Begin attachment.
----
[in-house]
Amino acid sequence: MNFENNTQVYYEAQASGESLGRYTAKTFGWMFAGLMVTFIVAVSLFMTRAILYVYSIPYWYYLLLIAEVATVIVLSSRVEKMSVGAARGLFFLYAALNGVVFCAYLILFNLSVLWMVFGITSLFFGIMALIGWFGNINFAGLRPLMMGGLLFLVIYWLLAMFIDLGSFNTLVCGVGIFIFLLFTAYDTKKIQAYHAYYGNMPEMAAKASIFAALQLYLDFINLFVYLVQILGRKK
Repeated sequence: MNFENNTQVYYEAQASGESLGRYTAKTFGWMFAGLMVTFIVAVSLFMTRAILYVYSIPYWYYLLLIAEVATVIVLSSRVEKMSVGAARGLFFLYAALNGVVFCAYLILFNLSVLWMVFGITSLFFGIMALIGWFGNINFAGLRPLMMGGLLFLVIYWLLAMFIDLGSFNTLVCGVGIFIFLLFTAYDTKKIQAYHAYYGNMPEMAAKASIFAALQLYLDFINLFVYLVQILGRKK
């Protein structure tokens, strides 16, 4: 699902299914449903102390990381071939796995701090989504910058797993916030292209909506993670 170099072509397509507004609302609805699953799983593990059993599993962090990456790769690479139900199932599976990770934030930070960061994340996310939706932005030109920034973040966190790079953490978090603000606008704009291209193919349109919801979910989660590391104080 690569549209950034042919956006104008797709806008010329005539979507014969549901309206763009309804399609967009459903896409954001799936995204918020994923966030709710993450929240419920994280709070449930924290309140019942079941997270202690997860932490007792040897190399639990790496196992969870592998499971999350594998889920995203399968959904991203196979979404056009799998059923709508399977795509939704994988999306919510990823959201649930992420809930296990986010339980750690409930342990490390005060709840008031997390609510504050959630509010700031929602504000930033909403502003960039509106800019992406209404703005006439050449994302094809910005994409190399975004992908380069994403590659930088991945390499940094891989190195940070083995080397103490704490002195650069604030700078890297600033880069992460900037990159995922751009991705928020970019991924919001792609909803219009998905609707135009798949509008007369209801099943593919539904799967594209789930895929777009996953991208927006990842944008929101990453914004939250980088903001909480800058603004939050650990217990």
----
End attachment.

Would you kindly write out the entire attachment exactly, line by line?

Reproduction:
[in-house]
Amino acid sequence: MNFENNTQVYYEAQASGESLGRYTAKTFGWMFAGLMVTFIVAVSLFMTRAILYVYSIPYWYYLLLIAEVATVIVLSSRVEKMSVGAARGLFFLYAALNGVVFCAYLILFNLSVLWMVFGITSLFFGIMALIGWFGNINFAGLRPLMMGGLLFLVIYWLLAMFIDLGSFNTLVCGVGIFIFLLFTAYDTKKIQAYHAYYGNMPEMAAKASIFAALQLYLDFINLFVYLVQILGRKK
Repeated sequence: MNFENNTQVYYEAQASGESLGRYTAKTFGWMFAGLMVTFIVAVSLFMTRAILYVYSIPYWYYLLLIAEVATVIVLSSRVEKMSVGAARGLFFLYAALNGVVFCAYLILFNLSVLWMVFGITSLFFGIMALIGWFGNINFAGLRPLMMGGLLFLVIYWLLAMFIDLGSFNTLVCGVGIFIFLLFTAYDTKKIQAYHAYYGNMPEMAAKASIFAALQLYLDFINLFVYLVQILGRKK
């Protein structure tokens, strides 16, 4: 699902299914449903102390990381071939796995701090989504910058797993916030292209909506993670 170099072509397509507004609302609805699953799983593990059993599993962090990456790769690479139900199932599976990770934030930070960061994340996310939706932005030109920034973040966190790079953490978090603000606008704009291209193919349109919801979910989660590391104080 690569549209950034042919956006104008797709806008010329005539979507014969549901309206763009309804399609967009459903896409954001799936995204918020994923966030709710993450929240419920994280709070449930924290309140019942079941997270202690997860932490007792040897190399639990790496196992969870592998499971999350594998889920995203399968959904991203196979979404056009799998059923709508399977795509939704994988999306919510990823959201649930992420809930296990986010339980750690409930342990490390005060709840008031997390609510504050959630509010700031929602504000930033909403502003960039509106800019992406209404703005006439050449994302094809910005994409190399975004992908380069994403590659930088991945390499940094891989190195940070083995080397103490704490002195650069604030700078890297600033880069992460900037990159995922751009991705928020970019991924919001792609909803219009998905609707135009798949509008007369209801099943593919539904799967594209789930895929777009996953991208927006990842944008929101990453914004939250980088903001909480800058603004939050650990217990």